The BPU technology has already shown that it can be produced at scale, as Cardea already has the capacity for manufacturing thousands of units. The target market is for detecting infectious diseases in developing countries, because compared with other diagnostic platforms, the ability to detect a range of infectious diseases helps to bring the development time and the cost down, making it more appealing to markets that cannot afford to spend as much money on medical devices. And it opens the doors to communities that have traditionally been underserved when it comes to medical testing.
As mentioned above, the utilization of graphene in the detection mechanism helps to increase the sensitivity of the platform, so much so that it has been showcased that these new BPU–based platforms can detect if someone has an infectious disease by their breath. The aim of the funded project is to verify the ability of the BPU functionalized with an insect odorant receptor to detect agonist odorants (agonist odorants are a substance that initiates a response with a receptor).
The electronic nose being developed has the potential to detect a range of diseases, including Covid and malaria, and can also be used to detect different cancers like its predecessor. It is thought that the platforms based around odorant sensing could be used in a wide range of applications, from clinical health settings to environmental monitoring, agriculture, and biosecurity applications. The versatility of the BPU could mean that the platforms may be used even wider in the future once this project has finished and is being used in the real world.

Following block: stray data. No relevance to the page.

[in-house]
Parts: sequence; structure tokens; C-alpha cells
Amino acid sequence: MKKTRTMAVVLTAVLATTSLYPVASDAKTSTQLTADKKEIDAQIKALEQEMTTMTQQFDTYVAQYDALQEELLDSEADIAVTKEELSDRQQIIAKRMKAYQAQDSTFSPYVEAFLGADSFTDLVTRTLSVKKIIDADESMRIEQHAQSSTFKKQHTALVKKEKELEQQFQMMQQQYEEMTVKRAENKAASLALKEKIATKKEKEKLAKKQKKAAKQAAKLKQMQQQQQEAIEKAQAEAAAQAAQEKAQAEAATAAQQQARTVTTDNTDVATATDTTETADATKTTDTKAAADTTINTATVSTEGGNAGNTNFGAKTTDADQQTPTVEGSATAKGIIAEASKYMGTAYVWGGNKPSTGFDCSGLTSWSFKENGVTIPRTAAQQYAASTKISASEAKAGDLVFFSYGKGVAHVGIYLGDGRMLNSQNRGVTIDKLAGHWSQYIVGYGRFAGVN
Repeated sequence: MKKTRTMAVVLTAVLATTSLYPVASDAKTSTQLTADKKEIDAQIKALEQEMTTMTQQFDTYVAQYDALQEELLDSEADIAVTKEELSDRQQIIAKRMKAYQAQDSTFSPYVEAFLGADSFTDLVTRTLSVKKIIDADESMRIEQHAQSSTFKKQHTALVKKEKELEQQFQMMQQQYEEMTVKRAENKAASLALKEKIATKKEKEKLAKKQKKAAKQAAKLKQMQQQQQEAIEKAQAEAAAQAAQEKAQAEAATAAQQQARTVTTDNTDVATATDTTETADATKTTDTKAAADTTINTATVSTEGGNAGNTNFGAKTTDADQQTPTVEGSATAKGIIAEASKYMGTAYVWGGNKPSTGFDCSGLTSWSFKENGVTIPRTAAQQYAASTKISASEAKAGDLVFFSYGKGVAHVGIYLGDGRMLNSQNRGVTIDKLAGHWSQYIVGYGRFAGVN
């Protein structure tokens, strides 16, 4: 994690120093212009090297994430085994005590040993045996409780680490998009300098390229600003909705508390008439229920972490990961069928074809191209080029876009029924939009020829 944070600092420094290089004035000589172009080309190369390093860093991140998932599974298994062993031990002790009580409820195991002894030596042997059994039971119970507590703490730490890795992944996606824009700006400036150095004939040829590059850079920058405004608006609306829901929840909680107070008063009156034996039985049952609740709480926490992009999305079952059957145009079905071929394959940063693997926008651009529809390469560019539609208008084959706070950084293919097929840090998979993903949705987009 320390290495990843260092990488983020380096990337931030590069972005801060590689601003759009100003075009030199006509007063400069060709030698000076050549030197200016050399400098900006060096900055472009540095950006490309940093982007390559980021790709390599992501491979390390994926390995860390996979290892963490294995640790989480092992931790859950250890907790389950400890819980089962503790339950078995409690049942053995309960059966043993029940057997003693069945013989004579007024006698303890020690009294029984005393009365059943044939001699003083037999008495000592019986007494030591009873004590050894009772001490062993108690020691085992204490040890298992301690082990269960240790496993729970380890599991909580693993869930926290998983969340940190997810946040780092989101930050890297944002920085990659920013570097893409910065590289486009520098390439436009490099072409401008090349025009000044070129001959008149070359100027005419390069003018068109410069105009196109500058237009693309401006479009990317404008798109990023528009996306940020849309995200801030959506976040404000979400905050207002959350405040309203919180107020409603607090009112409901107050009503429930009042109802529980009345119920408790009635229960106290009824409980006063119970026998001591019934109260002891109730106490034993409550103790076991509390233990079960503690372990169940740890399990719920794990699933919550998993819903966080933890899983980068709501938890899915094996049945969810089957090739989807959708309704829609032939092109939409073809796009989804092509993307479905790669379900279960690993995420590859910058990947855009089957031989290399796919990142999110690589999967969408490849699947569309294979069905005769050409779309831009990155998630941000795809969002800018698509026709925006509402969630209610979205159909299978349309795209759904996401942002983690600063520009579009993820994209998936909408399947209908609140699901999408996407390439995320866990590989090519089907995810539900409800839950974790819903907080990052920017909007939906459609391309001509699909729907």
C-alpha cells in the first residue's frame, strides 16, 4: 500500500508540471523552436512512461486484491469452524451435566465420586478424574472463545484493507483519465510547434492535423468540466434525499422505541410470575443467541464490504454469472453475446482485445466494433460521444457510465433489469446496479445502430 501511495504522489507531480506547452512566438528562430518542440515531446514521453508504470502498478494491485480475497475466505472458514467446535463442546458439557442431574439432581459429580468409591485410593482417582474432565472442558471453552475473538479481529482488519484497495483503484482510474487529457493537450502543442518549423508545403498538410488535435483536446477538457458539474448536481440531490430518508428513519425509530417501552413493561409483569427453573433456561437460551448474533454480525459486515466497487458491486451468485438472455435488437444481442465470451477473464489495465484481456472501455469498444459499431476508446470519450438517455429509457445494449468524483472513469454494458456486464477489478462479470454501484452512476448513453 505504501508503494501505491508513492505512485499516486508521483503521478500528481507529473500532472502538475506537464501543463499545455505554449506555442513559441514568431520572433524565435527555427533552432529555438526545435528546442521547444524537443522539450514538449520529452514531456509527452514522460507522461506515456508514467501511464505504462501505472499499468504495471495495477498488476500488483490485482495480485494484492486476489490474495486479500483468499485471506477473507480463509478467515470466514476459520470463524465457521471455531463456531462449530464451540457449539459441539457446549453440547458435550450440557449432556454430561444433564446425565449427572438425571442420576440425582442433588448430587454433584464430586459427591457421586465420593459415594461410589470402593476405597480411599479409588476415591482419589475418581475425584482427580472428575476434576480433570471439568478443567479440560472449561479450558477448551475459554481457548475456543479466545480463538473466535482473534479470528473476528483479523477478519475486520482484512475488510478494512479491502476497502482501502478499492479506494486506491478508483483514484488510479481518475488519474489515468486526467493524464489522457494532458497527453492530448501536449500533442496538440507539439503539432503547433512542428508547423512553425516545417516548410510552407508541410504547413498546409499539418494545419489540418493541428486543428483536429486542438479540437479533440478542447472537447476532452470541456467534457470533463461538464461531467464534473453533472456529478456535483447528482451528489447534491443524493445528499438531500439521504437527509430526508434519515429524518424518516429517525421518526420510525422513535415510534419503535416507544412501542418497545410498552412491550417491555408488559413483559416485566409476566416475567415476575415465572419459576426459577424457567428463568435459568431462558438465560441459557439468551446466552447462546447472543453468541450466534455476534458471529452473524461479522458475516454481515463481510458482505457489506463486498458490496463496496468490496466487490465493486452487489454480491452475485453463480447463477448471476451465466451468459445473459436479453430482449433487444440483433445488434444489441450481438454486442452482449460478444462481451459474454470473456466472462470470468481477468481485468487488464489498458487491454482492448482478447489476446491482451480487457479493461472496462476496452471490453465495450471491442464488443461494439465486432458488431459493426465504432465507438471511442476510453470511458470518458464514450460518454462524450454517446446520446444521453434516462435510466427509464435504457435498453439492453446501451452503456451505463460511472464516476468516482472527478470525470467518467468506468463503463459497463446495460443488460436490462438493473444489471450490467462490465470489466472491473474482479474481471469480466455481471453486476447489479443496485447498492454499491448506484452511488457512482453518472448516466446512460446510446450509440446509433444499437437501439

This article was originally published on EE Times.
Liam Critchley is a science writer and science communicator who specializes in chemistry and nanotechnology and is perhaps best known for his informative approach and explaining complex scientific topics to both scientists and non-scientists. Liam works with media sites, companies, and trade associations around the world and has published/produced over 800 articles (and other longer form content) to date, covering a wide range of content types. Beyond his writing, Liam’s subject matter knowledge and expertise in the nanotechnology space has meant that he has sat on a number of different advisory boards over the years – with current appointments being on the Matter Inc. (previously AMPT) and Nanotechnology World Association advisory boards. Liam was also a longstanding member of the advisory board for the National Graphene Association before it folded during the pandemic.